The Enneagram is an ancient personality typing system that dates back many centuries. In the therapeutic setting, it helps clients to know and understand themselves and others. Although no one can really be summed up by a category, it’s surprisingly helpful to consider how you tend to view the world in relation to others. In response to the common objection that people can’t be put into neat boxes, Enneagram expert, David Daniels points out, “You have to know what box you’re in before you can get out of it.” If we’re willing to consider how our dominant type influences our experience of life and habitual responses, we can expand beyond our patterns and access new ways of being.
Although everyone contains the attributes of all nine types on the Enneagram, we each tend to lead with a particular motivation and perspective. Taking a quiz or studying the nine types may enable you to determine which one best describes you. Faith can help you determine your Enneagram Type(s) and use this information to help you in many areas of your life; personal growth, relationships, career, parenting, and inner peace.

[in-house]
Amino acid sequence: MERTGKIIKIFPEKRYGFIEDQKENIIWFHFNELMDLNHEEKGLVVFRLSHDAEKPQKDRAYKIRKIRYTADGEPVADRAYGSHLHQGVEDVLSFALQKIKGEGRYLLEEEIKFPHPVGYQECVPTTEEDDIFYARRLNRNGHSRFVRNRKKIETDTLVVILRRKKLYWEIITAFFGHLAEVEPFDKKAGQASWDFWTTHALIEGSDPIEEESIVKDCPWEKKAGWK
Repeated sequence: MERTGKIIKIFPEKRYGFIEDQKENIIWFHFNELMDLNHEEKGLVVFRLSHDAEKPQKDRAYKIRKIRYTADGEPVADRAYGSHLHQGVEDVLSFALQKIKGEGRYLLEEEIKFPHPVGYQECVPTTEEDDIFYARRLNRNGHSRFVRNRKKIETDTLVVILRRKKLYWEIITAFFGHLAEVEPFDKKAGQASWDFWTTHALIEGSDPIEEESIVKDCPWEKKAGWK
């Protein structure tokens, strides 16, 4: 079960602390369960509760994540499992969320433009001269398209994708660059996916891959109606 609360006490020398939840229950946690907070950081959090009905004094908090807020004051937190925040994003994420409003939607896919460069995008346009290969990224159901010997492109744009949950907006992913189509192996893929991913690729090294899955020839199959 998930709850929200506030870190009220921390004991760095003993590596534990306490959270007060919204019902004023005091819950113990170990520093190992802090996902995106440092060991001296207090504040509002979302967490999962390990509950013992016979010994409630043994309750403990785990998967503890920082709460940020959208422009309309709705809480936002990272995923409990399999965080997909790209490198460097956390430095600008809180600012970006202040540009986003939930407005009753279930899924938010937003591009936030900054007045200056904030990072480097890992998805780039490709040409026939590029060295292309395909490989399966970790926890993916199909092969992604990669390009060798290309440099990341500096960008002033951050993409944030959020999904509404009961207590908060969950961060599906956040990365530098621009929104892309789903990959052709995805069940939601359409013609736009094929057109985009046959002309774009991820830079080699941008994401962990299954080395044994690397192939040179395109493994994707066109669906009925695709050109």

For a quick glimpse at the Enneagram types, ask yourself what most motivates you? Is it: doing the right thing (Type 1), helping others (Type 2), achieving and performing (Type 3), being unique and special (Type 4), accumulating knowledge (Type 5), being safe and loyal (Type 6), having fun and adventure (Type 7), being in charge (Type 8), or keeping the peace? (Type 9). For more, recommended resources include The Essential Enneagram, which contains an easy paragraph test, by David Daniels, M.D. and Virginia Price, PH.D, the work of Helen Palmer, including her audio book, Enneagram and EnnagramInstitute.com, where you can access a comprehensive online RHETI test to discover your dominant type.